Ace presents artwork painted by Boys and Girls Club participants.

The evening began with the presentation of a $10,000 BNSF Railway Foundation check to the Boys and Girls Clubs of Benton and Franklin Counties. In addition to financial support, BNSF employees in Pasco and across the rail network have donated countless volunteer hours to the organization. Brian Ace, executive director of the Boys and Girls Clubs of Benton and Franklin Counties, thanked BNSF with a piece of artwork, hand painted by kids from the clubs.

U.S. Congressman Dan Newhouse also joined in the festivities, recognizing BNSF for its continued commitment to Pasco and to the Boys and Girls Clubs.

Dinner was served aboard BNSF business cars as the Columbia River passed by in the background. Guests included members of the Pasco business community, elected officials and senior BNSF leaders.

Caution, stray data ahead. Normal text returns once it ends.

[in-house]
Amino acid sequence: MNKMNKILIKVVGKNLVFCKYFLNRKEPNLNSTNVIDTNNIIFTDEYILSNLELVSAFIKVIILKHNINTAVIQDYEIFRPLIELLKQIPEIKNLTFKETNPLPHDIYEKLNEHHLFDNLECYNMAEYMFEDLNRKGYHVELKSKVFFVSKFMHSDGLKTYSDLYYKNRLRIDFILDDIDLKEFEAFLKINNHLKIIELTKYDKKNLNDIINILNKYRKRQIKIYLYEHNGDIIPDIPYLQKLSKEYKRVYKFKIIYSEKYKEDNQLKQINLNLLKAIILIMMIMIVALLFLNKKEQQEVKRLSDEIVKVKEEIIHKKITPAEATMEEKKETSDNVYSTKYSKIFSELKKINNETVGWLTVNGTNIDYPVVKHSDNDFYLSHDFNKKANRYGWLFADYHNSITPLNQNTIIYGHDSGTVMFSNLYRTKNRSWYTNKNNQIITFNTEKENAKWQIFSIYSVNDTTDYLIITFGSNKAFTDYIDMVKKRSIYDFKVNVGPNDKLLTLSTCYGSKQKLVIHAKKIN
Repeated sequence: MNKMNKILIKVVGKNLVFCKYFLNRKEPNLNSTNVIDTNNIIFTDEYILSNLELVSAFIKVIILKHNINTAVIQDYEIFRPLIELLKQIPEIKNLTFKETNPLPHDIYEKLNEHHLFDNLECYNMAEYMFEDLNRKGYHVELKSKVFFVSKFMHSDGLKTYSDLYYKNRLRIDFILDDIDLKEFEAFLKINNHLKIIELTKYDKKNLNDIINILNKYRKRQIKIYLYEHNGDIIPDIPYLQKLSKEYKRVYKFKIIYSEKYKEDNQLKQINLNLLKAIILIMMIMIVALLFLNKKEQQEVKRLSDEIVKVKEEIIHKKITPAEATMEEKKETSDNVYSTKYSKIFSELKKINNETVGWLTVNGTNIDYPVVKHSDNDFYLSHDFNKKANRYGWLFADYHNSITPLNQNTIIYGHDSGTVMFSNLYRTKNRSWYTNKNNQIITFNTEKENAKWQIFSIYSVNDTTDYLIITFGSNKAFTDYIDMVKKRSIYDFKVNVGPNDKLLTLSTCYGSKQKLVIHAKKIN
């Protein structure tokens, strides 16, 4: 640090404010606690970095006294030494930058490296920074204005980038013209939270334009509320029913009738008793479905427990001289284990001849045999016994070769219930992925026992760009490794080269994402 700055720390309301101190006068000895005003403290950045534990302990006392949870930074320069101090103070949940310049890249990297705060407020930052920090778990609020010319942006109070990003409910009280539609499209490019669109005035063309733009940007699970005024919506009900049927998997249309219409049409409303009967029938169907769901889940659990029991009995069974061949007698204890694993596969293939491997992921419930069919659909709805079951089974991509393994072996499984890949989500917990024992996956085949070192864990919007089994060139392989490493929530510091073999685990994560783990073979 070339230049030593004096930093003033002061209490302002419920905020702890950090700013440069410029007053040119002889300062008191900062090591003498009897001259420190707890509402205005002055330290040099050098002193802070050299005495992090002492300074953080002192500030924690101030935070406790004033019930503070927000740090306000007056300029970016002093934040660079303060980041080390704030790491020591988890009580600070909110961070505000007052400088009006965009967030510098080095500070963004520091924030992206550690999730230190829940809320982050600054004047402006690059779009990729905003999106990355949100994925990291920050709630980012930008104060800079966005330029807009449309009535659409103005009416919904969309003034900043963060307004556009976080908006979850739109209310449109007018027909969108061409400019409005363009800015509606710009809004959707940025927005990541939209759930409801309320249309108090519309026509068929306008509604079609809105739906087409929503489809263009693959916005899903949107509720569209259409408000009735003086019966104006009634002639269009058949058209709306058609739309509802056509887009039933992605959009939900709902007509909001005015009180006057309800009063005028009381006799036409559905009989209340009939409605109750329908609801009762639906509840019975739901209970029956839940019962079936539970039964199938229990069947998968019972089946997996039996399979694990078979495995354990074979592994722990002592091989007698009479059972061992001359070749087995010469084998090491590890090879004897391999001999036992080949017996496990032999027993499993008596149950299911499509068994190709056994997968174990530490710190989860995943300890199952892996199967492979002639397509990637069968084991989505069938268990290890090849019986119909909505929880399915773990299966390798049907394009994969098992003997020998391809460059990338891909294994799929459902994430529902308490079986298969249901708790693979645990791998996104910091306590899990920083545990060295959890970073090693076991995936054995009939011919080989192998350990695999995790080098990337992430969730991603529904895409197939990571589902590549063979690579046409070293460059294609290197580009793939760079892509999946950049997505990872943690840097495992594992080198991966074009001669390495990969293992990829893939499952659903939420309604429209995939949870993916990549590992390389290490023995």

“I want to thank BNSF for their wonderful hospitality in hosting myself, councilmembers and other community leaders for a wonderful meal and spectacular ride through our region. Your additional donation to the Boys and Girls Clubs as well as rides for youth and community members who have never ridden on a train was also a great demonstration of your commitment to Pasco and the Tri-Cities,” said Watkins. “The model BNSF engine was a wonderful gift and will be displayed proudly at Pasco City Hall,” he added.


Pasco was a railroad town from the outset. Virgil G. Bogue, principal engineer of Northern Pacific (NP) Railway’s Cascade construction branch, named the town in 1881. Years earlier, Bogue had helped build a railroad in South America and named Pasco after Cerro de Pasco, located in the Andes in Peru. Pasco was established as an NP station in 1884 and incorporated on Sept. 3, 1891.